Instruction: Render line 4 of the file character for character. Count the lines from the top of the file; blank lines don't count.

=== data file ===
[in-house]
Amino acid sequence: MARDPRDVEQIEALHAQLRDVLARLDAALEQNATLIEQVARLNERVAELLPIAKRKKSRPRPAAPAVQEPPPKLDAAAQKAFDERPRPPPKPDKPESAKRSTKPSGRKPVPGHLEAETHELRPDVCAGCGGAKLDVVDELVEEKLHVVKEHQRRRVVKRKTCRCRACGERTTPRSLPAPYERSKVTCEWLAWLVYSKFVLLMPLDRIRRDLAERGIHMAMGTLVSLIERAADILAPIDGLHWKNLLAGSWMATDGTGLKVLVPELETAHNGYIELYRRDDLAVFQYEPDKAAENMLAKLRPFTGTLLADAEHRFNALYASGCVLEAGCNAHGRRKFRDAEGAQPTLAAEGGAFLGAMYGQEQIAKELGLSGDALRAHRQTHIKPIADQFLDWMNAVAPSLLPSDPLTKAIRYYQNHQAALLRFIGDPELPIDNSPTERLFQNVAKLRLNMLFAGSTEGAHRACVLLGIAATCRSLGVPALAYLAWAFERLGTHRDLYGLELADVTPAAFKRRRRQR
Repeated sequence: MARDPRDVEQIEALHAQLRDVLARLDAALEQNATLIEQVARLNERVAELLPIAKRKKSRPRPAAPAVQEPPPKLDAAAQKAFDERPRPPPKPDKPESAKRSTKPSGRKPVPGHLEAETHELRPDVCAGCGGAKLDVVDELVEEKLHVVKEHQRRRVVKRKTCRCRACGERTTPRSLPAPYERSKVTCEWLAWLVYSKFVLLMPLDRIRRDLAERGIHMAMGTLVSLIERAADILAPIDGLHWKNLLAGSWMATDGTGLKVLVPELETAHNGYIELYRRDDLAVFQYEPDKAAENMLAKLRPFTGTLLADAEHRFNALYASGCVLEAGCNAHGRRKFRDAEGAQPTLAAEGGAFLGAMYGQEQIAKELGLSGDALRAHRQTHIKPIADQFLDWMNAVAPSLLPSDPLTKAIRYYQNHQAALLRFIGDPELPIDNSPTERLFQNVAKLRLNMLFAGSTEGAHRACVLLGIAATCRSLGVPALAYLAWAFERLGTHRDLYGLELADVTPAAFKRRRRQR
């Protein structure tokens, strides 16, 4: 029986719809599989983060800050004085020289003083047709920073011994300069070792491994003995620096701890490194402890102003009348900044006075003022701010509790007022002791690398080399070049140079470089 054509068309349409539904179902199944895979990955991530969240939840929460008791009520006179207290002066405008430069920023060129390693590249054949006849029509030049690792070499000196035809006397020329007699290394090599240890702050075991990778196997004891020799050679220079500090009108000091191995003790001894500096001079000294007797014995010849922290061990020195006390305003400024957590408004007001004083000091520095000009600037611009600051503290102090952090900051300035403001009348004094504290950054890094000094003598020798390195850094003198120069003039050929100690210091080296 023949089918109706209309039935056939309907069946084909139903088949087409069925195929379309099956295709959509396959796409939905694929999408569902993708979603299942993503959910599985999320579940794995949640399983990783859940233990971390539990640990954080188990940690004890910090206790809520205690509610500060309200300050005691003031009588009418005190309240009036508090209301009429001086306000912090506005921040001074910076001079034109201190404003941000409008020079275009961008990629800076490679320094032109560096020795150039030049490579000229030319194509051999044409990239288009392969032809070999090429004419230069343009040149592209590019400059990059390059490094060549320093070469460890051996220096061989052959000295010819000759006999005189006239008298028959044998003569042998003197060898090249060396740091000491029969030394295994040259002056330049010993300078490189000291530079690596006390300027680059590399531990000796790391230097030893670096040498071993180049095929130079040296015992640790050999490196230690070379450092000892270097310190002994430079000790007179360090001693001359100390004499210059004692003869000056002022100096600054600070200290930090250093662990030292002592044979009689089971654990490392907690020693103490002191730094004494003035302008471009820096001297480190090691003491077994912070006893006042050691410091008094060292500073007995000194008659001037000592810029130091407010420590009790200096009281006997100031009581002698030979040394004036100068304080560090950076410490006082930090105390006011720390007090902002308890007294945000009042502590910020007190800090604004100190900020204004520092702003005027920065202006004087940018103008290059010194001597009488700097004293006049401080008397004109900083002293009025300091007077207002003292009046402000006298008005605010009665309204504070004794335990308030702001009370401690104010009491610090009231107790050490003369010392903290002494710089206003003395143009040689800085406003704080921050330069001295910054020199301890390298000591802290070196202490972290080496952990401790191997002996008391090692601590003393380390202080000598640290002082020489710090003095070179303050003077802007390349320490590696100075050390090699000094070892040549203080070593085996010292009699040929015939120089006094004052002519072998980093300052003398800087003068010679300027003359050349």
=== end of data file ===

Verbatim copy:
């Protein structure tokens, strides 16, 4: 029986719809599989983060800050004085020289003083047709920073011994300069070792491994003995620096701890490194402890102003009348900044006075003022701010509790007022002791690398080399070049140079470089 054509068309349409539904179902199944895979990955991530969240939840929460008791009520006179207290002066405008430069920023060129390693590249054949006849029509030049690792070499000196035809006397020329007699290394090599240890702050075991990778196997004891020799050679220079500090009108000091191995003790001894500096001079000294007797014995010849922290061990020195006390305003400024957590408004007001004083000091520095000009600037611009600051503290102090952090900051300035403001009348004094504290950054890094000094003598020798390195850094003198120069003039050929100690210091080296 023949089918109706209309039935056939309907069946084909139903088949087409069925195929379309099956295709959509396959796409939905694929999408569902993708979603299942993503959910599985999320579940794995949640399983990783859940233990971390539990640990954080188990940690004890910090206790809520205690509610500060309200300050005691003031009588009418005190309240009036508090209301009429001086306000912090506005921040001074910076001079034109201190404003941000409008020079275009961008990629800076490679320094032109560096020795150039030049490579000229030319194509051999044409990239288009392969032809070999090429004419230069343009040149592209590019400059990059390059490094060549320093070469460890051996220096061989052959000295010819000759006999005189006239008298028959044998003569042998003197060898090249060396740091000491029969030394295994040259002056330049010993300078490189000291530079690596006390300027680059590399531990000796790391230097030893670096040498071993180049095929130079040296015992640790050999490196230690070379450092000892270097310190002994430079000790007179360090001693001359100390004499210059004692003869000056002022100096600054600070200290930090250093662990030292002592044979009689089971654990490392907690020693103490002191730094004494003035302008471009820096001297480190090691003491077994912070006893006042050691410091008094060292500073007995000194008659001037000592810029130091407010420590009790200096009281006997100031009581002698030979040394004036100068304080560090950076410490006082930090105390006011720390007090902002308890007294945000009042502590910020007190800090604004100190900020204004520092702003005027920065202006004087940018103008290059010194001597009488700097004293006049401080008397004109900083002293009025300091007077207002003292009046402000006298008005605010009665309204504070004794335990308030702001009370401690104010009491610090009231107790050490003369010392903290002494710089206003003395143009040689800085406003704080921050330069001295910054020199301890390298000591802290070196202490972290080496952990401790191997002996008391090692601590003393380390202080000598640290002082020489710090003095070179303050003077802007390349320490590696100075050390090699000094070892040549203080070593085996010292009699040929015939120089006094004052002519072998980093300052003398800087003068010679300027003359050349």